So what did I learn in these twenty-two months?
- Well, all the basics of Internet Marketing. Keyword Research, Affiliate Marketing, Social Networking, Web 2.0, Advertising, Article Marketing, Blogging, Payment Processing, Online Sales, and ya … you know. It goes from there.
- Oh – well I learned what a blog was. Big first step! And how to blog, how to work with WordPress. Installation, optimization, and the works. It doesn’t seem like a big deal now, but it did then!
- Basic HTML and Dreamweaver.
- Lots of “don’ts.” Don’t do this, don’t do that. Learned some of those the hard way. Oops.
- SEO, and More SEO. Onsite SEO. Offsite SEO. Siloing. Latent Semantic indexing (LSI).
- Software, more software, and other software. Oh yes and how to program this software or install that software. Software I learned and kept using, software I learned and never used again. But lots of software.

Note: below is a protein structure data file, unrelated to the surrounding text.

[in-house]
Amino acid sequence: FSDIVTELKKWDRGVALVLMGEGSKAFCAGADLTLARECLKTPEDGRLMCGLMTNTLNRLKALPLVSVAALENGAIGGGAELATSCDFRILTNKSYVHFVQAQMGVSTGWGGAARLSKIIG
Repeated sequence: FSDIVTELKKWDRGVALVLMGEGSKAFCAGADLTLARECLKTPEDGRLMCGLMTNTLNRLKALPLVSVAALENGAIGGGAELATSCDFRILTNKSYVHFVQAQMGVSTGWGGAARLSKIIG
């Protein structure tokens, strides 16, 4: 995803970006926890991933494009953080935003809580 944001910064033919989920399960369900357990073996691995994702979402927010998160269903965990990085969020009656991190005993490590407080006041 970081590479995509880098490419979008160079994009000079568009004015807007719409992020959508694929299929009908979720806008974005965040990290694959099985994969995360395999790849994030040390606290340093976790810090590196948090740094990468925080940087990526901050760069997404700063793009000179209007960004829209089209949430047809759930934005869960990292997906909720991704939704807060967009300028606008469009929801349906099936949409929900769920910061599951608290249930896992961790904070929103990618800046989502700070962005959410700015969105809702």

It looks pretty simple when I list it out here. But when you think about all of the details, ramifications, eBooks, Google Searches, Free Reports, and Blog Reading … the truth is, we spend a lot of time just figuring out what we are doing!
I think the most valuable thing I gained in those 22 months was what I learned, the experience I got, the experimentation, the friends I made, the mistakes I learned not to make again, the tools and techniques I learned to use, the tools and techiniques I learned not to use, and the increased familiarity with the whole ruddy field of Internet Marketing.
My point? Well, its up to you to determine what my point is. Maybe to remind you that even for those rare souls who are not yet making a million dollars a minute, try to remember that this doesn’t mean you are wasting your time. It also doesn’t mean you aren’t wasting your time. You could be wasting your time. I don’t know.
What have you learned? Have you gained ground or gone nowhere? Have you learned as much as you could? Do you use what you learn and practice with it, or do you just spin around in circles going nowhere all the time?
There is also a point in time when its time to shift – from spending a large percentage of our time “learning” to spending a larger percent of our time “producing.” Ie, getting something done.
Its important to recognize when its time to make that shift. Too early or too late could slow you down.